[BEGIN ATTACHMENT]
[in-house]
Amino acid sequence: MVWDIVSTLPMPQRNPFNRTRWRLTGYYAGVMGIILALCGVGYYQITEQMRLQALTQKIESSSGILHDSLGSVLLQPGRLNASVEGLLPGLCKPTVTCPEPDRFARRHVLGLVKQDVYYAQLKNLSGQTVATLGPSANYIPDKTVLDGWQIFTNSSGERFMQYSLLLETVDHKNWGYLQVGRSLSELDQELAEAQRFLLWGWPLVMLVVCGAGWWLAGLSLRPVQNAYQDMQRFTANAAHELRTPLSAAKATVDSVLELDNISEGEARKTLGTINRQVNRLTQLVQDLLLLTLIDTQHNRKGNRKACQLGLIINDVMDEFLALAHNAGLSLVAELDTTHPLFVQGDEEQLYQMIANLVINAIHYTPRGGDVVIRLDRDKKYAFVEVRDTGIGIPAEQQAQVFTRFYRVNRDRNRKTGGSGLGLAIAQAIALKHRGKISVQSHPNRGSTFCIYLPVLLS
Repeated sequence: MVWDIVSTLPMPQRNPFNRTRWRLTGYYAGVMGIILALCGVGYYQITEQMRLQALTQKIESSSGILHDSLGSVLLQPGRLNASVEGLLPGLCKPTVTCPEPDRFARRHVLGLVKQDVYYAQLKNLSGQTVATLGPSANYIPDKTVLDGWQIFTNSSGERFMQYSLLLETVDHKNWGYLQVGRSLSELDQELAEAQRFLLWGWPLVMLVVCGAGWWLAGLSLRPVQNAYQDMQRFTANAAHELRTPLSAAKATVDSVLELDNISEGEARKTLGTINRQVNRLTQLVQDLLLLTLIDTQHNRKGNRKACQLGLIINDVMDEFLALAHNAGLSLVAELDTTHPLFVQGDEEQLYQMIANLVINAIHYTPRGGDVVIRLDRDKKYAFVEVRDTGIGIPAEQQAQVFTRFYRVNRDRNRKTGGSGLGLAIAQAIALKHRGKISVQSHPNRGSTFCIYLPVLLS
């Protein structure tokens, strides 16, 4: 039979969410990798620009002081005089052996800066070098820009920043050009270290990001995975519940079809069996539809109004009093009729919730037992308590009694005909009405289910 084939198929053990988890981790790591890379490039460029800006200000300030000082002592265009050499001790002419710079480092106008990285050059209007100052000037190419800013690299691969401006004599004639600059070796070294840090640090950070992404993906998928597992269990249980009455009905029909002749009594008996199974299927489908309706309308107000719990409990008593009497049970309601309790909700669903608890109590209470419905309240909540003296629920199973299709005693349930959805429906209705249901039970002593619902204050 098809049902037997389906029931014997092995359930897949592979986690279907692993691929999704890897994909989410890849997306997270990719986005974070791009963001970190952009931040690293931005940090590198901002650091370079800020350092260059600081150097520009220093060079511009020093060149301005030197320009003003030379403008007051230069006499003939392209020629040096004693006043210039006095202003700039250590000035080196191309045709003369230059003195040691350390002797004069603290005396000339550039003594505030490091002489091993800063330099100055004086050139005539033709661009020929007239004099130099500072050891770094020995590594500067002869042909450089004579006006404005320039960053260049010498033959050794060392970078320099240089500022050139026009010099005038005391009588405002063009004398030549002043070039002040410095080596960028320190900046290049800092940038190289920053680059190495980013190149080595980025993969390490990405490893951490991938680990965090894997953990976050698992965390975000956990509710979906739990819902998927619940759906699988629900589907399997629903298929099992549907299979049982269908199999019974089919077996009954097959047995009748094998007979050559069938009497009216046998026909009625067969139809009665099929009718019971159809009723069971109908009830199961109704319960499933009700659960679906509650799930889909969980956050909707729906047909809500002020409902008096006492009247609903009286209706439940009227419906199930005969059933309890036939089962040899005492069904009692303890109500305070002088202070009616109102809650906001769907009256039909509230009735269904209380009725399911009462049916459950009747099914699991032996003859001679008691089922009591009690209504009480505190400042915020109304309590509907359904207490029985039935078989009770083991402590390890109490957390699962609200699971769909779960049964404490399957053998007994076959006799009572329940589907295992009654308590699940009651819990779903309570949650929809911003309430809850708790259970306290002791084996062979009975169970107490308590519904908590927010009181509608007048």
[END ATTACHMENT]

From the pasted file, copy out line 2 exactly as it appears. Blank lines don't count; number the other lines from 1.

Amino acid sequence: MVWDIVSTLPMPQRNPFNRTRWRLTGYYAGVMGIILALCGVGYYQITEQMRLQALTQKIESSSGILHDSLGSVLLQPGRLNASVEGLLPGLCKPTVTCPEPDRFARRHVLGLVKQDVYYAQLKNLSGQTVATLGPSANYIPDKTVLDGWQIFTNSSGERFMQYSLLLETVDHKNWGYLQVGRSLSELDQELAEAQRFLLWGWPLVMLVVCGAGWWLAGLSLRPVQNAYQDMQRFTANAAHELRTPLSAAKATVDSVLELDNISEGEARKTLGTINRQVNRLTQLVQDLLLLTLIDTQHNRKGNRKACQLGLIINDVMDEFLALAHNAGLSLVAELDTTHPLFVQGDEEQLYQMIANLVINAIHYTPRGGDVVIRLDRDKKYAFVEVRDTGIGIPAEQQAQVFTRFYRVNRDRNRKTGGSGLGLAIAQAIALKHRGKISVQSHPNRGSTFCIYLPVLLS